Existing systems generally also can be classified as either nondetachable or ejectable, the latter often incorporating redundant control electronics. Nondetachable systems limit mission range and performance with rocket thrust degradation throughout the missile trajectory. Detachable, self-actuation mechanisms are substantially heavier and inherently more complicated than nondetachable systems. The increased complexity leads to reduced reliability, and the added weight requires more rocket propellant for missile launch and flight to the target. An actively detachable system generally uses a pyrotechnic actuated ejection mechanism and disengageable power coupling drive that introduces weight, complexity, and multiple operational failure risks. Furthermore, the act of ejecting the control system can knock the missile off its intended trajectory.
To overcome the deficiencies of prior systems, systems have been developed that place a mechanism in the exhaust plume of the rocket engine for control purposes, providing control immediately upon launch. Generally, the purpose is to pitch the missile over (rotate the missile about an axis transverse to the longitudinal axis and previous direction of flight during launch) and to avoid rolling. Rolling generally interferes with operation of the missile guidance system and is a problem that is minimized at low velocities by placing the control surfaces within the exhaust plume.
So-called “erodible” control surfaces have been developed that are placed in the path of rocket engine exhaust and break apart after a period of time. However, these often break apart in larger pieces than generally is acceptable. It would be desirable to avoid ejecting large pieces of material from the missile during launch and flight.
The present invention provides a thrust vector control jet vane, a jet vane control system and a missile incorporating such jet vanes, as well as a method of making such jet vanes. The jet vanes form aerodynamic surfaces for generating vehicle maneuvering forces by diverting the propellant plume at missile launch. As an aerodynamic control velocity is achieved and the aerodynamic control surfaces external to the vehicle airframe assume command authority, the jet vanes dissolve into granular particulates in the propellant plume. Therefore, rocket motor propulsion efficiency or specific impulse is not degraded beyond that required to perform launch maneuvers, reaction time is decreased, and the missile exhibits improved kinetic performance during the aerodynamic control phase of the powered flight to the target.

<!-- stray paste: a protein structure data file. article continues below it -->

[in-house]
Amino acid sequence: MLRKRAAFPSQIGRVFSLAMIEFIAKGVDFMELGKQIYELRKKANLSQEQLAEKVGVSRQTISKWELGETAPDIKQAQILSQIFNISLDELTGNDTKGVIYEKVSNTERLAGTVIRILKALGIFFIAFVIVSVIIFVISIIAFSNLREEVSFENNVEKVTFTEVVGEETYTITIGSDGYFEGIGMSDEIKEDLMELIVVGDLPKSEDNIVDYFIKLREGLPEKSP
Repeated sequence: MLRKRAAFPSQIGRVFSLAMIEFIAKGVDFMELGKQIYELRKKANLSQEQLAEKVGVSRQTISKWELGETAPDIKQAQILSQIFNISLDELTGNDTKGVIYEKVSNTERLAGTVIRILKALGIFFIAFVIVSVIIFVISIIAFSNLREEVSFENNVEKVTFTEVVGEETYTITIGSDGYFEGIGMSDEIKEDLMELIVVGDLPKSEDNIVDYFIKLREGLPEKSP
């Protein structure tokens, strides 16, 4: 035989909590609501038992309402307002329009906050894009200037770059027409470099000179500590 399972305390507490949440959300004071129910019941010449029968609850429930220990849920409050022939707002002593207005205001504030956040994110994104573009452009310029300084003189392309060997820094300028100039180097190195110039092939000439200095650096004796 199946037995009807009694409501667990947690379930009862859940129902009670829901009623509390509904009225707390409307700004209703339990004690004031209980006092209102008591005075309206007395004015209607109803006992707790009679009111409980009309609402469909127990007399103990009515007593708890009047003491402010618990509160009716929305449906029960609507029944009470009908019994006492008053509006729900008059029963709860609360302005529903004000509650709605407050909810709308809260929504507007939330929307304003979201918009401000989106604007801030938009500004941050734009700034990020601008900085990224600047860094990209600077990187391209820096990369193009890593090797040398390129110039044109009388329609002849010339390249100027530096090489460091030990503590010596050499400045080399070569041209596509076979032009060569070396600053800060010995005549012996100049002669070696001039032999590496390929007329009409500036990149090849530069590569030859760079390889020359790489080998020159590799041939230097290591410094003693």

Dissolvable jet control vanes provide numerous advantages in the design, construction and/or performance of a missile. For example, dissolvable control vanes eliminate or minimize the often tortuous practice of determining the least desirable inefficiency to the overall missile system. The control vanes gracefully disintegrate in a timely basis, providing a disposable control vane for maneuvering the missile for pitch, yaw and roll control immediately upon launch. Rocket motor propulsion efficiency or specific impulse is not degraded beyond that required to perform the launch maneuvers, hence the missile exhibits improved kinetic performance during the powered flight phase to the target. Interception of highly mobile targets at an extended range is further enhanced by dissolvably jettisoning the control vanes after pitch-over. Ease of thrust vane control operation without the activation of pyrotechnic-actuated ejection mechanisms and greater reliability resulting from system simplification are additional advantages that also lead to cost and risk reduction.
Dissolvable control vanes are possible through the utilization of multiple advanced composite materials designed to perform different individual functions on a time limited basis, yet integrated or colaminated together to achieve a combined, pre-programmed structural capability by taking advantage of their known high temperature performance characteristics and environmental limitations. As a result, failure of the composite control vanes produced in accordance with the present invention can be precisely controlled in a manner unforeseen in prior “erodible” material designs. The composite dissolvable jet vanes also provide an inexpensive, disposable thrust vector control methodology for retrofitting high performance missiles for low speed surface launch applications with thrust vector control requirements.
The dissolvable jet vane provides a lightweight, reliable means of removing steering jet vanes from the exhaust stream of a solid rocket motor nozzle. The dissolvable jet vane materials withstand the pressure and thermal loads associated with missile steering during the first few seconds of rocket boost until the missile obtains sufficient speed to use conventional external aerodynamic control surfaces for steering control. Once control passes to the external fin, the jet vanes rapidly and uniformly dissolve in the exhaust stream.